Blogging Ideas for 2013: 5 Ways to Build Your Topic Pipeline
If you’re like me and you’ve set blogging goals for yourself in 2013 (or you’ve had blogging goals set for you — welcome to the team, new OpenView hires!), it’s important to set aside a little time into developing your game plan for actually achieving those goals.
Over the next two posts I’ll provide a list of helpful tips for building a pipeline full of blogging ideas and establishing a simplified blogging process that cuts down on the time and stress that can go into writing and posting.
This week, let’s start with a list of sourcing suggestions that can serve as great resources for coming up with blogging topics and ideas.
Go-To Sources for Blogging Ideas
Conference & Event Schedules
I love this one. Our newest addition to the marketing team, Luis Fernandes, looks at conference speaking schedules for topics. Then he uses the event hashtag to help promote the post once it’s published — brilliant!
Ex: The latest in MarketingProfs’ Digital Marketing World virtual conference series in on content marketing (Feb 8th, if you’re interested). Looking at the agenda, I can see that two topics worth writing about are: 1) The ongoing shift towards more visual content; 2) Creating content that stands out now that the content marketing arms race is heating up.
Note: For the influence marketing folks out there, this is also a great way to do influencer research.
Find out what your audience is reading/sharing/talking about now. Use a #hashtag in Twitter to focus on a wide or particular topic (ex: #content, #inboundmarketing, etc.) and see what’s trending. Reoccurring themes are bound to crop up and give you new ideas.
LinkedIn Groups are another great source to get a feel for what topics are driving conversations and to see what real-life questions and challenges your audience members are actually dealing with. Do you have your own solution or a different take to add?
Keep Up with What Others Are Writing About
Few things get the creative blogging juices flowing than being presented with examples of other blogs to react to. If you’re not already, subscribe to RSS feeds for popular blogs in your space. Keep a spreadsheet of popular/trending topics. Respond to other writers’ posts and/or put your own spin on them.
You really shouldn’t have to go too far to find topics worth writing about. What’s an issue you’re currently dealing with or a problem you’re trying to solve? Chances are that so are others, and by blogging about it has multiple benefits. Simply putting it into a written form can help you break the situation/concept down, and sharing it with others can not only provide them with help and insight, they can then add their own thoughts/solutions to the mix.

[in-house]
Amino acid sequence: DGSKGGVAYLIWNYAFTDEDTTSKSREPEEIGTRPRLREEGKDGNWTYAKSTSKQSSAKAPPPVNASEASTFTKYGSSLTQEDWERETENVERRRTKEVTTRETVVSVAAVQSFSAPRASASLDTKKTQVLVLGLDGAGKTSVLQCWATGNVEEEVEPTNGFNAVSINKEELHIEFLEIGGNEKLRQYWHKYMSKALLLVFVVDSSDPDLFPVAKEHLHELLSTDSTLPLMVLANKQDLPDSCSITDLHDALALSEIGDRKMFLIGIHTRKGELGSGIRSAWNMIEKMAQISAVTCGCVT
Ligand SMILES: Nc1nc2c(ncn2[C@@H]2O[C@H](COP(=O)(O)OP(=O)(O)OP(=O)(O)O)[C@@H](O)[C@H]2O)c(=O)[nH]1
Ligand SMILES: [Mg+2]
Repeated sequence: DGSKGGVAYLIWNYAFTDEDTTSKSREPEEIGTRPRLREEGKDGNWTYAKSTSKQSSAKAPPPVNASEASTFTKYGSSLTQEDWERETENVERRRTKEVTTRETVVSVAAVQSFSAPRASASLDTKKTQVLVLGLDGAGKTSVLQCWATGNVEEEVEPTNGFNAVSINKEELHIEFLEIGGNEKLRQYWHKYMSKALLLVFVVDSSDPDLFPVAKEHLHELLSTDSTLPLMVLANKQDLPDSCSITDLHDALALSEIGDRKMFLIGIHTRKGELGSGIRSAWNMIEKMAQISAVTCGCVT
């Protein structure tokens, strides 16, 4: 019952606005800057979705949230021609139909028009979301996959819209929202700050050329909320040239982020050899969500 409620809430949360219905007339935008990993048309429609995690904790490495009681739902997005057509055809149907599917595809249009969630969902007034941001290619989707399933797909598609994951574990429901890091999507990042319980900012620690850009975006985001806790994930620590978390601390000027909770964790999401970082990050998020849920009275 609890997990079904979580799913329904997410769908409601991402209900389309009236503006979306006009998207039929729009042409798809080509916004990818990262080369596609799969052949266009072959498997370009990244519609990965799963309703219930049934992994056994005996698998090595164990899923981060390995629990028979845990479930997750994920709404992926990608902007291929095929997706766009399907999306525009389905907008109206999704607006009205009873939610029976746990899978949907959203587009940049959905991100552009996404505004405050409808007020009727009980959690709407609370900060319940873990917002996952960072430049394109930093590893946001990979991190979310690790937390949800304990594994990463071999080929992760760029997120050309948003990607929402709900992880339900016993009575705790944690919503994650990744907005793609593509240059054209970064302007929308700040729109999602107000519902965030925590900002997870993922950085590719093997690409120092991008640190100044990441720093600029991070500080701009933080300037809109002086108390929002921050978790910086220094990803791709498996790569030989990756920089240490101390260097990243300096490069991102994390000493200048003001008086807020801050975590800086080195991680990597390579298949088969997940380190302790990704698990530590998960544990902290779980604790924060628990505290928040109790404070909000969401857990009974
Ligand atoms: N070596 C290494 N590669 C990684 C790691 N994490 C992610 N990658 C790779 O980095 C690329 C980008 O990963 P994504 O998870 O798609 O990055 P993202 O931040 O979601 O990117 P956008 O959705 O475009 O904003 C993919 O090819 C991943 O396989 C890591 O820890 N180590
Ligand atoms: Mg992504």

Finding ways to turn your work into your writing can also do wonders for simplifying your blogging process. Why make things difficult when you can kill multiple birds with one stone?
If you’re creating a presentation or even just taking notes or sending an email on an interesting topic, think about how much of that material you could incorporate into a blog post. You obviously might need to be careful in terms of proprietary info and avoid using specifics, but you should always think about ways you can apply your effort to more than one use (Ex: This post developed from an email I sent to a member of the Labs team offering tips for generating ideas).
Facebook Graph Search?
I don’t know about you, but I’m personally still trying to get my head around Facebook’s Graph Search, which, depending on who you talk to, is either the social giant’s game changer, a misguided dud, or a disruptive threat to everything from simple search to online dating.
But, if at its essence, what Facebook Graph Search is about allowing users to search using their friends’ likes as a filter, then that has huge implications for both marketing to those users and — in terms of content — simply discovering what particular types of content and messaging is gaining traction within particular groups.
Sounds like a potentially incredible blogging/content sourcing resource to me. But Facebook Graph Search was just announced on Tuesday. There’s obviously much more to come.
Keep your posts short and sweet. Try cutting down anything over 500 – 700 words, and if there’s a lot of really valuable content you don’t want to trash, consider turning the post into series. That allows you to go into more depth on select topics and cuts down on the number of new ideas you have to come up with!
Speaking of — next week I’ll share more tips for simplifying your blogging process, including ways to save time with your formatting, distro, and promotion.
In the meantime, here’s a nice list of 52 Types of Blog Posts to get you thinking.